How Much Does International Adoption Cost

    I hate to be wishy washy, but an average international adoption cost is truly worthless. You need to look at each individual country. The best way to do this is to go to the Adoption Country Charts at Creating a Family. The cost for adopting from abroad varies depending on the expense of airfare, how long you have to stay in country, and how much the country charges. The average cost for overseas adoption for the top three sending countries is:

    • China – The range of costs for adopting from China is $20,000 – $40,000, with the average being around $30,000.
    • Ethiopia – The range of costs for adopting from Ethiopia is $20,000 – $40,000, with the average being slightly less than $30,000.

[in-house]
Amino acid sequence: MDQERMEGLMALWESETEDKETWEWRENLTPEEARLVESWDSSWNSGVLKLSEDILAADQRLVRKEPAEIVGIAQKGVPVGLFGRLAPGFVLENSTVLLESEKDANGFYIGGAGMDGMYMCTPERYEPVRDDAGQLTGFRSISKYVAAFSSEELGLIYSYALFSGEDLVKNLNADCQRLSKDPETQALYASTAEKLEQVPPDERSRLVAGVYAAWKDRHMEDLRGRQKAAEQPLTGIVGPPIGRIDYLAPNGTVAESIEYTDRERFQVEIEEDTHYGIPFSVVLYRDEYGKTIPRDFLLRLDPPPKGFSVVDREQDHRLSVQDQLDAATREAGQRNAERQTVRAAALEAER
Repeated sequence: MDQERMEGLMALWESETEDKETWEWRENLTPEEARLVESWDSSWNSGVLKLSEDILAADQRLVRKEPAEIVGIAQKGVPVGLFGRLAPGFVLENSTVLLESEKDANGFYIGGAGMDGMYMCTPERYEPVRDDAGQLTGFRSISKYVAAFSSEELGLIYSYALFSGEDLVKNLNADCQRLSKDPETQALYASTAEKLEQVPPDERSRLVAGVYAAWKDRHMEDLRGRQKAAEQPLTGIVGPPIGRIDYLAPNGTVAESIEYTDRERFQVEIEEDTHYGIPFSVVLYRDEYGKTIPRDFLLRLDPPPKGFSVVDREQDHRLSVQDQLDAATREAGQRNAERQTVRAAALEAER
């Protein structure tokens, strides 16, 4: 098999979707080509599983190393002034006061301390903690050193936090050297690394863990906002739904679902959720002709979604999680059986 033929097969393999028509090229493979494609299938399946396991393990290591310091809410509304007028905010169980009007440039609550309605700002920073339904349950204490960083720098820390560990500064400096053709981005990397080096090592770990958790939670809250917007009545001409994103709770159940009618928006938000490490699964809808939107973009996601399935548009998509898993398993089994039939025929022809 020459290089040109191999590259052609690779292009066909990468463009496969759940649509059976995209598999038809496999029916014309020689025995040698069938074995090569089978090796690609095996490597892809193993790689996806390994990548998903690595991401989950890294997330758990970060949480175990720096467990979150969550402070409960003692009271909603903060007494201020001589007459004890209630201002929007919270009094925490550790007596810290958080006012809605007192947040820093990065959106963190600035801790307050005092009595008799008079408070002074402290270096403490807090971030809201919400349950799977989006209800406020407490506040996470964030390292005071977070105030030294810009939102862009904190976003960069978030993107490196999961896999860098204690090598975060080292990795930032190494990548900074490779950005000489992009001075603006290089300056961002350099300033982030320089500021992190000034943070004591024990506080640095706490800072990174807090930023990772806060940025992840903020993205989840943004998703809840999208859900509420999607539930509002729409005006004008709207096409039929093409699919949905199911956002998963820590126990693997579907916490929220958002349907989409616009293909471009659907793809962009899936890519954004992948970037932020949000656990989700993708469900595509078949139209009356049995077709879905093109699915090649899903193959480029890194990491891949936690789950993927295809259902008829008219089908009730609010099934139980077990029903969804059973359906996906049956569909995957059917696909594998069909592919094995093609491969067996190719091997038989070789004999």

• South Korea – The range of cost for adopting from South Korea prior to mid 2013 was $20,000 – $40,000, with the average being slightly more than $30,000. Not enough families have adopted from South Korea since Korea began requiring families to spend a substantially longer period of time in the country. This will add substantially to the cost of adopting from Korea since living expenses in Seoul are high, to say nothing of the cost of lost wages.

    How Much Does Foster Care Adoption Cost

    I always say that adopting from foster care is virtually free. Very few families pay more than two thousands dollars and many pay nothing at all. The vast majority of families who adopt from foster care also receive a monthly subsidy to help defray the cost of raising their kids.

    Don’t Forget the Adoption Tax Credit